Pages 7-8, Language: English
DOI: 10.11607/ijp.5111, PubMed ID (PMID): 29145525Pages 9-14, Language: English
Purpose: To determine a possible association between asymptomatic temporomandibular joint (TMJ) condylar erosion and the number of missing posterior teeth and their location, as well as the number of dental quadrants with missing posterior teeth.
Materials and Methods: This case-control study involved 210 patients (male to female ratio = 98:112) aged 16-74 years, with 105 asymptomatic patients with TMJ condylar erosion and a control group of 105 patients without TMJ condylar erosion. Cone beam computed tomography images were evaluated to classify the severity of TMJ condylar erosion as grade 0 (absence of erosion), grade I (slight erosion), grade II (moderate erosion), or grade III (extensive erosion).
Results: The number of missing posterior teeth (mean ± standard deviation [SD]; 2.7 ± 2.4 vs 0.7 ± 1.2) (P < .001), number of dental quadrants with missing posterior teeth (1.5 ± 1.3 vs 0.6 ± 0.9) (P < .001), and bilateral location of missing posterior teeth (41 ± 39.0 vs 10 ± 9.5) (P < .001) were all significantly higher in patients with erosion than in those without erosion. The condylar erosion grade was significantly associated with the number of missing posterior teeth (odds ratio [OR] = 1.24; P = .006), the number of dental quadrants with missing posterior teeth (OR = 1.36; P = .006), and the bilateral occurence of missing posterior teeth (OR = 3.03; P = .002).
Conclusion: The findings from this study suggest a possible association between TMJ condylar erosion grades and the number of missing posterior teeth, the number of quadrants with missing posterior teeth, and the bilateral occurence of missing posterior teeth.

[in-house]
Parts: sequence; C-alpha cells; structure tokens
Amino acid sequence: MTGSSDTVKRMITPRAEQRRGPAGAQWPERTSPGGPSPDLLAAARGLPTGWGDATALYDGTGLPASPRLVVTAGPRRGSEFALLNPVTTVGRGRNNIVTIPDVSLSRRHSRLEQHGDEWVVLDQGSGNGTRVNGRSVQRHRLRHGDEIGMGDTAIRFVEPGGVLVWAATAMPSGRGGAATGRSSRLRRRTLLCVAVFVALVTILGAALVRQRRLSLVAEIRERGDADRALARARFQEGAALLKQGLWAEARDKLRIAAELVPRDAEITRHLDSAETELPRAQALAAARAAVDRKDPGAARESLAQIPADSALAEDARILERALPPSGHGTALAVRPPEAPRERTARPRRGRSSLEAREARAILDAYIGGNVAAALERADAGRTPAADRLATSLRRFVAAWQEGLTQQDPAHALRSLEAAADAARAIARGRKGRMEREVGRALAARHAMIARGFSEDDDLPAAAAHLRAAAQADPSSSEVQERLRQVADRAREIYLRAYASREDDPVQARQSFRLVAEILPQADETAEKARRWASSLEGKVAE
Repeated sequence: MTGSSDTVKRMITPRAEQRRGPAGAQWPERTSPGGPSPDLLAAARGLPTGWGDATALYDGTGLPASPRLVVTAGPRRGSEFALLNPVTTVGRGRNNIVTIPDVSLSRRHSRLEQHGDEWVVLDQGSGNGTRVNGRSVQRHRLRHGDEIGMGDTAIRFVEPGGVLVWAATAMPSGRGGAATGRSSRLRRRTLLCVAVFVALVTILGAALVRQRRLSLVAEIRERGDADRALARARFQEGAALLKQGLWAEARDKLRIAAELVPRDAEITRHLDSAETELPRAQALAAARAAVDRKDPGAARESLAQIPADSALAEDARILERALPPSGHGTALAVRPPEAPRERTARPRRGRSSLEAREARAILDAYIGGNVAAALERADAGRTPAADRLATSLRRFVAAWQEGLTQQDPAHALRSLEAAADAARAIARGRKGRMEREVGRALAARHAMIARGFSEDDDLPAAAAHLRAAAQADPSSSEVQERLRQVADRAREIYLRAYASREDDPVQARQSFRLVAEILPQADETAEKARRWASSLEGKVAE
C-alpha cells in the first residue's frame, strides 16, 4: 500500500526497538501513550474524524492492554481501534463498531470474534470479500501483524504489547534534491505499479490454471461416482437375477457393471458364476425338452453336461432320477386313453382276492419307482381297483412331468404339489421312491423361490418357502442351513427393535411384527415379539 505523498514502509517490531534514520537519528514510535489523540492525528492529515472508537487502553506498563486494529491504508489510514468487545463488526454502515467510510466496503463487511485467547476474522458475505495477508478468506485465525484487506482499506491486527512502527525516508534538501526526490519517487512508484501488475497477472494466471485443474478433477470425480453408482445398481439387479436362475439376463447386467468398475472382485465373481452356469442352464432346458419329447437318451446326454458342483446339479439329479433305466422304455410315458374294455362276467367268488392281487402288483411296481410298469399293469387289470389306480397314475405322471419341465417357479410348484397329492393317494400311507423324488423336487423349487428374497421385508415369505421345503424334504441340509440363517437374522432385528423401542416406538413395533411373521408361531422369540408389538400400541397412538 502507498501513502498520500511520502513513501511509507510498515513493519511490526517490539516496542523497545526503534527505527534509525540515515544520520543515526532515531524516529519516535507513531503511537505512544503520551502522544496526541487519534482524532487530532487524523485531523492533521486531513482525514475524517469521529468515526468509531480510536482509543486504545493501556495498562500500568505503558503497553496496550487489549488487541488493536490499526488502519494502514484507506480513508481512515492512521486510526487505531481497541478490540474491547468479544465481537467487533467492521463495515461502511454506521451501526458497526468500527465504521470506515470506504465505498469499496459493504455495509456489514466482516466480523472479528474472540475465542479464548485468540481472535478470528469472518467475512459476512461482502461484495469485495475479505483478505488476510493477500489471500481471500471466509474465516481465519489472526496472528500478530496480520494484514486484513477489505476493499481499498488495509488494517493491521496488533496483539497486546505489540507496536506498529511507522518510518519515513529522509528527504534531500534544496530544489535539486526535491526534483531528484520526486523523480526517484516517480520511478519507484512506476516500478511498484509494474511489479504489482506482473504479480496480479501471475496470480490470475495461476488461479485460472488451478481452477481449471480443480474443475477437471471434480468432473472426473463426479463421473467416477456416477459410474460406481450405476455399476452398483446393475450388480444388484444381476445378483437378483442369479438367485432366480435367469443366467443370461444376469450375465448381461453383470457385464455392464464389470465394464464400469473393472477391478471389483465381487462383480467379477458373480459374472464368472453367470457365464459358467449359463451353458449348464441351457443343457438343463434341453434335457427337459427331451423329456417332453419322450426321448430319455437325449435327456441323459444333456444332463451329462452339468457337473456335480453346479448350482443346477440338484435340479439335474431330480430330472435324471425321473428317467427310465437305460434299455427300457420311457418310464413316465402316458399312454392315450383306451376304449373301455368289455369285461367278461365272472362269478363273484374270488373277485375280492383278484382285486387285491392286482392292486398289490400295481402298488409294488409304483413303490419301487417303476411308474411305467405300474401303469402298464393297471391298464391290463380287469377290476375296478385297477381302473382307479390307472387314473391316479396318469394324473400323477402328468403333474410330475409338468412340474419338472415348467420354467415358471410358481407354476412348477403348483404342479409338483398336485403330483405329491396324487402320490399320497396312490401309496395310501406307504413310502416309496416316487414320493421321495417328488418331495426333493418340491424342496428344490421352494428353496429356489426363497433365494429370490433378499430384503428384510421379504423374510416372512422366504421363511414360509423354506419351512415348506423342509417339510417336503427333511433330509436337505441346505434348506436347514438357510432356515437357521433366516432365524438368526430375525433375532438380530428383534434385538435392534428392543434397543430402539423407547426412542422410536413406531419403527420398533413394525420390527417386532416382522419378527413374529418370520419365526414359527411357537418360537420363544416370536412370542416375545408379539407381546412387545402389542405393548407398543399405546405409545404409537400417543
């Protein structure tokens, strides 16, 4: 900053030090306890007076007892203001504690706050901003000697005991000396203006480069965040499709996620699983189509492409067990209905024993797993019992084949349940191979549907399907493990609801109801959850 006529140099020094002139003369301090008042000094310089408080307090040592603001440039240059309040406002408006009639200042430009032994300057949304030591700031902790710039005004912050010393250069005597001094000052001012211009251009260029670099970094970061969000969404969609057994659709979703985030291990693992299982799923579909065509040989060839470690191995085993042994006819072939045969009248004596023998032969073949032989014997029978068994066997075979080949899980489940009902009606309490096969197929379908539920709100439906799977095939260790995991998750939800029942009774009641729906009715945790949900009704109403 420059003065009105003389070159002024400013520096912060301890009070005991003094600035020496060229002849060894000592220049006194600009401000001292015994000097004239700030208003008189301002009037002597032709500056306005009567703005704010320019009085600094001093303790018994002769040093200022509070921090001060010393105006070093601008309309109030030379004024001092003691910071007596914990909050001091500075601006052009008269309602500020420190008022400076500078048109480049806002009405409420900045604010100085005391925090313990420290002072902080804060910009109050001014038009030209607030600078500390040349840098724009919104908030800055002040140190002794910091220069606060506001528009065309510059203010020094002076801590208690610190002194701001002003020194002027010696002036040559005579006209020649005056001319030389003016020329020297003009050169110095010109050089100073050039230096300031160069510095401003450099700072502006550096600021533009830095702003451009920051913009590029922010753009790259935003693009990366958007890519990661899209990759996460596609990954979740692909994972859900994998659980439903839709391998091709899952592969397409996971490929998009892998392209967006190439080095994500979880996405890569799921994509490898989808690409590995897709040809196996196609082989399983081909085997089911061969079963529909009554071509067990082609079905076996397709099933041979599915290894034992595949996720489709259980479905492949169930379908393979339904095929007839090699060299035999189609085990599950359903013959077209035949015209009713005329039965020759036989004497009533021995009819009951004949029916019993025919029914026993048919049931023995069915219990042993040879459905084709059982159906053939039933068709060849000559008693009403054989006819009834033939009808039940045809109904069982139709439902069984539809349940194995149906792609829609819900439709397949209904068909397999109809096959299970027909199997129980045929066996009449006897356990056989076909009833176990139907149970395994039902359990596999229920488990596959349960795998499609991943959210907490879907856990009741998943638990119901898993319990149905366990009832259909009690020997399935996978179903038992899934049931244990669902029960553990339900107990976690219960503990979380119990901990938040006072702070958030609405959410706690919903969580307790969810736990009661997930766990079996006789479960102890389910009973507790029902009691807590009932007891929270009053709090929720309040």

DOI: 10.11607/ijp.5315, PubMed ID (PMID): 29316568Pages 15-22, Language: English
Purpose: To compare prosthesis and implant failures and marginal bone loss (MBL) resulting from submerged vs nonsubmerged dental implant protocols.
Materials and Methods: Electronic and manual searches of two databases (MEDLINE [PubMed] and Cochrane) were conducted to identify randomized controlled trials (RCTs) comparing submerged to nonsubmerged dental implant protocols. Data were independently extracted by two reviewers, and meta-analyses were performed for the included RCTs. The Cochrane Risk of Bias tool was used to assess the quality of included studies.
Results: Eight RCTs were identified, and six were included. Four of the included studies were considered to be at high risk of bias, one at unclear risk, and one at low risk. The meta-analysis for studies reporting MBL revealed significantly more bone loss around submerged implants (I2 = 0%, P = .04; mean difference: 0.12; 95% confidence interval: 0.00, 0.24); however, there were no differences in implant or prosthesis failures between the two interventions.
Conclusion: Two conclusions were made: (1) There were no differences between the two interventions regarding implant or prosthesis failures, and (2) submerged implants exhibited statistically significantly more MBL, but this difference was not clinically relevant. These conclusions should be interpreted with caution, since the present review is underpowered and the included RCTs were considered to be at high risk of bias.
DOI: 10.11607/ijp.5366, PubMed ID (PMID): 29145529Pages 23-30, Language: English
Purpose: This study describes the development of a methodology for using three-dimensional (3D) image superimposition to measure volumetric changes in bone level around dental implants in comparison with linear measures.
Materials and Methods: The sample was comprised of 46 dental implants of 6-mm length and 4.1-mm diameter placed in the posterior maxilla and posterior mandible in 20 patients. All implants received screw-retained single crowns. Radiographic images were taken using cone beam computed tomography (CBCT) and digital periapical radiography after implantation and after 12 and 24 months of functional loading (after crown placement). Tridimensional reconstructions of the bone perimeter closest to the implant were developed, superimposed, and volumetrically measured. Linear measures of bone levels were recorded in periapical radiography images. A multilevel regression model tested volumetric and linear bone loss.